Thursday, August 11, 2022

Elmer Gantry's Velvet Opera - Long Nights Of Summer, The Elmer Gantry’s Velvet Opera Anthology

After supporting Pink Floyd, the band known as The Five Proud Walkers were inspired to change their sound and became Velvet Opera and then Elmer Gantry’s Velvet Opera. After signing a record deal with CBS Records subsidiary Direction Records they released the single “Flames”, followed by their stellar eponymous debut, which ended up being their only album.  Interestingly “Flames”, which was also on the CBS sampler The Rock Machine Turns You On, was included in live sets from many young bands at that time including Led Zeppelin, who performed it in their first live show (Robert Plant also performed the song in 1999/2000 with his band Priory Of Brion).  While they didn’t get the recognition they deserved at that time, over the years they have become highly regarded.  Long Nights Of Summer is a great new three CD box set that gives them their just due with both the stereo and US promo-only mono versions of the album, singles, outtakes, demos and numerous tracks from BBC sessions (many never before released).  Also included is the album Ride A Hustler’s Dream, which was released by a new lineup under the name Velvet Opera after frontman Dave Terry (aka Elmer Gantry) and guitarist Colin Foster left the band.  Joining remaining members bassist John Ford and drummer Richard Hudson (also on sitar and tablas) were guitarist/vocalist Paul Brett and vocalist/guitarist Johnny Joyce.   

Disc one starts with the stereo version of their eponymous release and the track “Intro”, which is just that, a minute long ragged, funky R&B rocker with Gantry introducing the members of the band.  Exploding with fuzzed out guitars, “Mother Writes” is a catchy rocker with a hint of psychedelia reminiscent of The Who.  The psychedelia continues with “Mary Jane”, a dreamy, laid-back track that pulses with a throbbing bass and nice keys running underneath.  The next three tracks find them radically shifting direction. “I Was Cool” is a raw, jazzy blues cover of an Oscar Brown Jr tune that has a cool, almost campy, vibe, while the instrumental “Walter Sly Meets Bill Bailey” is a massively impressive instrumental that throws out everything from prog and jazz to psychedelia and freakbeat and “Air” is a hypnotic, middle eastern, psychedelic tune driven by Richard Hudson’s sitar playing.  “Looking For A Happy Life” is a bouncy pop tune that sounds like you would expect a song with that title to sound, and their aforementioned debut single “Flames” is a hard driving track with a bit of a soul groove and some blistering guitar.  Next up are a couple more gorgeous pop tunes with “What’s The Point Of Leaving”, which has a bit of a baroque pop vibe, and “Long Nights Of Summer”, a sixties melodic pop tune complemented with a string arrangement that will have you questioning how it wasn’t a huge hit.  “Dream Starts” is pure psychedelia that is at times a bit reminiscent of The Beatles as it’s spinning and swirling with Gantry’s vocals fed through a Leslie speaker and complemented with horns, piano and even some kazoo.  “Reactions Of A Young Man”, an interesting tune detailing a schoolboy’s attempt to end his relationship with a married woman, is a very musically layered track that at times is a bit reminiscent of early The Moody Blues.  Closing the album is “Now She’s Gone”, another brilliant psychedelic cut, but with a darker edge.  Disc one also contains twelve bonus tracks starting with the single version of “Flames” and it’s b-side “Salisbury Plain”, a spacey psych tune.  The single version of “Mary Jane” is missing the spritely piano of the album version and is a bit darker, while it’s b-side “Dreamy” is a more laid-back psychedelic tune with Hudson on sitar again.  Next up is the single “Volcano”, which was written by the songwriting team of Ken Howard and Alan Blaikley and was recorded the way the band wanted and not the way they had written it.  It ended up being a decent raucous, straight-ahead rock tune, but still didn’t please the band and the songwriters were unhappy with it as well.  It’s lack of success was a contributing factor to Gantry eventually leaving the band. Ironically the flipside “A Quick B” was written by the band and is a bluesy rocker that really works.  “Talk of the Devil” was written by Eric Woolfson, who would later co-create The Alan Parsons Project, and was the title recording for a 1967 movie short.  Recorded under the pseudonym The Illusion Of Happiness, it’s a really strong moody rocker with a hint of blues and folk.  Next up are three studio out-takes from ’67 and ’68.  “And I Remember” was written by early band member Jimmy Horowitz when they were still the Five Proud Walkers and is a catchy pop tune with a hint of soul and psychedelia, while “To Be With You” is a high energy rocker with some really interesting guitar work.  Before he decided he didn’t like it “The Painter” was briefly a contender for an Elmer Gantry solo single.  It’s an upbeat tune with horns and strings, but I can’t say I disagree with him as it’s a bit schlocky.  Closing out the first disc are demos of “Salisbury Plain” and “Flames” that were taken from what is believed to be the sole surviving acetate and give an interesting look at the beginnings of these two cuts.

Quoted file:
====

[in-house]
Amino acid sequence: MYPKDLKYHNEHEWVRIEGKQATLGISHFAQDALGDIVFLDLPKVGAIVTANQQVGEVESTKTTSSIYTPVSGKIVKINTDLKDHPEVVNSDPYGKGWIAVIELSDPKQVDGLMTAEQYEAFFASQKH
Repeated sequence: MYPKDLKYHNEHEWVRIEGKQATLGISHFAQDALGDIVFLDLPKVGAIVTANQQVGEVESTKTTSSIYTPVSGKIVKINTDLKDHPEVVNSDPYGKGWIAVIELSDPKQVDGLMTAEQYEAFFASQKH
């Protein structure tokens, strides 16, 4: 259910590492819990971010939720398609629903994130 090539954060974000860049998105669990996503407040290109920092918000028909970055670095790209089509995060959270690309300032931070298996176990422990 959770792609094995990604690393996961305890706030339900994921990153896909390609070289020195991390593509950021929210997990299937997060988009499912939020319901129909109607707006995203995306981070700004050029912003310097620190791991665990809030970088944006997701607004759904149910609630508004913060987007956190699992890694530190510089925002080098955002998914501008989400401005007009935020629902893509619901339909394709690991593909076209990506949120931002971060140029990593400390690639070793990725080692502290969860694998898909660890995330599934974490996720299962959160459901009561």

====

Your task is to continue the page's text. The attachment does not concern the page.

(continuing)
Opening disc two is the US promo only mono version of their debut.  According to the liner notes, the stereo version that was released was a fold-up of the mono mix instead of the mono mix being a fold-down of the stereo mix which was the norm (this is explained in much greater detail in the CD booklet for those that are interested).  In my opinion these mono recordings have a little more punch and clarity than the stereo recordings.  Following the album are fifteen tracks taken from five various BBC Sessions.  Alongside great renditions of many of their songs, a few of which as to be expected show up multiple times (“Flames” and “Mary Jane” appear three times), are outstanding covers of Country Joe and the Fish’s “I Feel Like I’m Fixing To Die Rag”, which is a loose bluesy rocker with some outstanding guitar work, a ripping version of Eddie Cochran’s “Something Else” and two hard-driving takes on Dylan’s “All Along The Watchtower”.